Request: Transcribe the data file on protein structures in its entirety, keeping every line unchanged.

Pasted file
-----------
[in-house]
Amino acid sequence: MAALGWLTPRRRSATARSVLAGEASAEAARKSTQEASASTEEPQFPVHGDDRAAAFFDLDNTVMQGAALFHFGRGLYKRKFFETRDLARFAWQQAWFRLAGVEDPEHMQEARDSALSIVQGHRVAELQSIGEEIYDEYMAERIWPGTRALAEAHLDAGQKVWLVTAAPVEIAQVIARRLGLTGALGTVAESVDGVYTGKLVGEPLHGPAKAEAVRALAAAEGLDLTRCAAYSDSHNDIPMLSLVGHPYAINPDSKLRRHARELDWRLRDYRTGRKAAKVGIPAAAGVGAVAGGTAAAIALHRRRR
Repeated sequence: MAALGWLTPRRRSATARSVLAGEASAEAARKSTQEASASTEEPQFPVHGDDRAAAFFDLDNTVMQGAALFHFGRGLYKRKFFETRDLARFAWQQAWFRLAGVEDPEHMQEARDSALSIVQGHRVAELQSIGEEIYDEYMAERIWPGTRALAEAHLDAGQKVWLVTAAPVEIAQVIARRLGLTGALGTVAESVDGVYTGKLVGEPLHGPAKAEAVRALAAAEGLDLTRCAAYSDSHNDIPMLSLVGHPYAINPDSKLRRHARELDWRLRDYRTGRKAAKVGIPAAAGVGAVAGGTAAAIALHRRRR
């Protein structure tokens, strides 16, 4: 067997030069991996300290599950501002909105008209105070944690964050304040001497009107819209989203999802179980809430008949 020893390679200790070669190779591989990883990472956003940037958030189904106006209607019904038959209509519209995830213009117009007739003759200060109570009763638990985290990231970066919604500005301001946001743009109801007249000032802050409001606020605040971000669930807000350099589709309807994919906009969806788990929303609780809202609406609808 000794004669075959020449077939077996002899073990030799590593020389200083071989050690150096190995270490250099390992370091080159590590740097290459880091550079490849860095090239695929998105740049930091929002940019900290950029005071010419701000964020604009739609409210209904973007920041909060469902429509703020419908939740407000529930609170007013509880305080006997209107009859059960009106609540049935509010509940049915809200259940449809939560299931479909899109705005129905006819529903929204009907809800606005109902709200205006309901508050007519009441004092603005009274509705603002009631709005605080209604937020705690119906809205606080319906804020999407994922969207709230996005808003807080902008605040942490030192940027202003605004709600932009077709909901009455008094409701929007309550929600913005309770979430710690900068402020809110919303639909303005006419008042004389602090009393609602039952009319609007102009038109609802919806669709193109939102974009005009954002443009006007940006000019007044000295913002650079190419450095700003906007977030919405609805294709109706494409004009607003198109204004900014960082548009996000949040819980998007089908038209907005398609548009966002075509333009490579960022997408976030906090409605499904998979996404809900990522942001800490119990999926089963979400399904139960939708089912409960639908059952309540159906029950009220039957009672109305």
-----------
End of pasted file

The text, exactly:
[in-house]
Amino acid sequence: MAALGWLTPRRRSATARSVLAGEASAEAARKSTQEASASTEEPQFPVHGDDRAAAFFDLDNTVMQGAALFHFGRGLYKRKFFETRDLARFAWQQAWFRLAGVEDPEHMQEARDSALSIVQGHRVAELQSIGEEIYDEYMAERIWPGTRALAEAHLDAGQKVWLVTAAPVEIAQVIARRLGLTGALGTVAESVDGVYTGKLVGEPLHGPAKAEAVRALAAAEGLDLTRCAAYSDSHNDIPMLSLVGHPYAINPDSKLRRHARELDWRLRDYRTGRKAAKVGIPAAAGVGAVAGGTAAAIALHRRRR
Repeated sequence: MAALGWLTPRRRSATARSVLAGEASAEAARKSTQEASASTEEPQFPVHGDDRAAAFFDLDNTVMQGAALFHFGRGLYKRKFFETRDLARFAWQQAWFRLAGVEDPEHMQEARDSALSIVQGHRVAELQSIGEEIYDEYMAERIWPGTRALAEAHLDAGQKVWLVTAAPVEIAQVIARRLGLTGALGTVAESVDGVYTGKLVGEPLHGPAKAEAVRALAAAEGLDLTRCAAYSDSHNDIPMLSLVGHPYAINPDSKLRRHARELDWRLRDYRTGRKAAKVGIPAAAGVGAVAGGTAAAIALHRRRR
């Protein structure tokens, strides 16, 4: 067997030069991996300290599950501002909105008209105070944690964050304040001497009107819209989203999802179980809430008949 020893390679200790070669190779591989990883990472956003940037958030189904106006209607019904038959209509519209995830213009117009007739003759200060109570009763638990985290990231970066919604500005301001946001743009109801007249000032802050409001606020605040971000669930807000350099589709309807994919906009969806788990929303609780809202609406609808 000794004669075959020449077939077996002899073990030799590593020389200083071989050690150096190995270490250099390992370091080159590590740097290459880091550079490849860095090239695929998105740049930091929002940019900290950029005071010419701000964020604009739609409210209904973007920041909060469902429509703020419908939740407000529930609170007013509880305080006997209107009859059960009106609540049935509010509940049915809200259940449809939560299931479909899109705005129905006819529903929204009907809800606005109902709200205006309901508050007519009441004092603005009274509705603002009631709005605080209604937020705690119906809205606080319906804020999407994922969207709230996005808003807080902008605040942490030192940027202003605004709600932009077709909901009455008094409701929007309550929600913005309770979430710690900068402020809110919303639909303005006419008042004389602090009393609602039952009319609007102009038109609802919806669709193109939102974009005009954002443009006007940006000019007044000295913002650079190419450095700003906007977030919405609805294709109706494409004009607003198109204004900014960082548009996000949040819980998007089908038209907005398609548009966002075509333009490579960022997408976030906090409605499904998979996404809900990522942001800490119990999926089963979400399904139960939708089912409960639908059952309540159906029950009220039957009672109305």